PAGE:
[ Parent ]

Re: apt-get v.s. aptitude
Posted by todsah (80.113.xx.xx) on Fri 22 Jul 2005 at 12:57
Thanks, that fixed the problem. Aptitude's dependency remover is a nice feature, but it does cause some confusion when using aptitude alongside apt-get/dselect. I kinda assumed it would only remove orphaned packages in the libs/docs/etc sections.

[ Parent ]

Re: apt-get v.s. aptitude
Posted by undefined (192.91.xx.xx) on Fri 22 Jul 2005 at 17:03
here's the problem with aptitude's dependency checker: it's based on whether you explicitly installed a package or not. but i install many packages only to give them a test drive, and many packages that get implicitly installed i become dependent on and never want uninstalled.

see how broken that is. i rather a package tool not include a feature, than include a broken one.

even worse, my main system was installed two years ago when deselect was used during installation (yuck!), and when aptitude was to some degree buggy, so i used apt-get. how would aptitude handle all those packages that were installed outside of itself, where it doesn't know if the package was installed explicitly or implicitly?

to solve my specific problem of unwanted/unused packages i use deborphan (and elaborate upon its output with a python script). a cron job runs deborphan once a day, i compare its output to a previous day's output to see what has recently been orphaned, and if it's something i don't want, i uninstall it. my cron job considers recommendations and suggestions the same as dependencies, but if i want to see those i just run deborphan again (discounting recommendations & suggestions) and compare/diff the output to that day's output.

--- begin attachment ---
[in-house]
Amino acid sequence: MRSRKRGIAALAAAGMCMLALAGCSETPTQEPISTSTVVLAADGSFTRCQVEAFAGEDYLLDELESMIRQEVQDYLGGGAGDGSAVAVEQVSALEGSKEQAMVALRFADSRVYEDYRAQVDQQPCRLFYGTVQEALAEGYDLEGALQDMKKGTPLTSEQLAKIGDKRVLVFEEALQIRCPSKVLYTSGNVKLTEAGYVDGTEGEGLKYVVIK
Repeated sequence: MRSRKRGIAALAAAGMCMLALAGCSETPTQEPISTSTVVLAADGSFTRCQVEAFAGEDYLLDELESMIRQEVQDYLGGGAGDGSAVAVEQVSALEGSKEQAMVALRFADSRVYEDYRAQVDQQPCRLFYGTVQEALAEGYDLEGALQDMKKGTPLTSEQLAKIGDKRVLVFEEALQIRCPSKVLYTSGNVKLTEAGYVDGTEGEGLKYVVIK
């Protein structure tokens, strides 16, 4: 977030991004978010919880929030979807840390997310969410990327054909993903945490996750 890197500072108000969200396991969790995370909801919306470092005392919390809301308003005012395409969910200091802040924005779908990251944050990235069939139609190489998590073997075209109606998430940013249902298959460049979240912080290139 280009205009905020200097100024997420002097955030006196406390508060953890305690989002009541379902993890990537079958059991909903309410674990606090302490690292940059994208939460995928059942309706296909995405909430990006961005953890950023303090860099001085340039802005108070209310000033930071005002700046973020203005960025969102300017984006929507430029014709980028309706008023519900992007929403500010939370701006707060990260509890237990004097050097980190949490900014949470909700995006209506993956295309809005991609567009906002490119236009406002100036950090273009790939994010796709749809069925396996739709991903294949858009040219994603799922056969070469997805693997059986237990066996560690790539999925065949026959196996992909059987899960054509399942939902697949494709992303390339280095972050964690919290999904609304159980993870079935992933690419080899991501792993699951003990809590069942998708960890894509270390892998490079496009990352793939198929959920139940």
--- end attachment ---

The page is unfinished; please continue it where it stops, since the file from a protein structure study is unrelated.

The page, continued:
i do this exercise every so often when i want to free up space on my /usr partition to find out what packages are candidates for uninstallation. yeah, it's a manual process (apart from the cron job), but it's always correct. ;-)

[ Parent ]

Re: apt-get v.s. aptitude
Posted by Anonymous (192.102.xx.xx) on Mon 25 Jul 2005 at 16:11
I'm sorry I'm not in front of (any of) my Debian box at the moment but if memory serves...

I seem to remember that you can toggle packages as Automatic using the 'a' (maybe it's 'A') key.

IIRC if a package is marked as automatic then it will be removed if nothing else is dependant on it. Although I do belive there is an option under one of the menus to disable this behaviour.

Perhaps this might help?
Laurence

(I'll try to remember to check my facts when I get home)

[ Parent ]

Re: I prefer
Posted by Anonymous (213.184.xx.xx) on Mon 25 Jul 2005 at 19:41
and what about debfoster?

[ Parent ]

Feta, Hands down
Posted by Anonymous (64.142.xx.xx) on Tue 26 Jul 2005 at 14:11
Absolutely superior to all these choices is feta, the Front-End to Apt.

The name is a bit of a misnomer, it's actually a front end to dpkg-and-friends, apt-get, apt-cache, apt-file, debfoster, deborphan, dselect etc. It presents debian package management — which is embarassingly and illogically spread out across a host of interface-inconsistent tools — as a single user experience. Morover, it includes integrated help, and optionally (on by default) will show you how it is accomplishing all the tasks you ask of it, so you can learn all the Debian arcana if that sort of thing interests you.

Adding feta to my system made debian package management go from featureful but annoying to basically painless.

-- Joshua Rodman

[ Parent ]

Re: Feta, Hands down
Posted by Anonymous (64.142.xx.xx) on Tue 26 Jul 2005 at 14:13
Oh, and for comparison or clarity, wajig tries to do the same thing, but is far less polished in a number of ways, which makes it not really worth using at this time, at least since feta is available.

[ Parent ]

Re: I prefer
Posted by analogue (82.227.xx.xx) on Fri 29 Jul 2005 at 02:10
I just love dselect, sorry ^^

[ Parent ]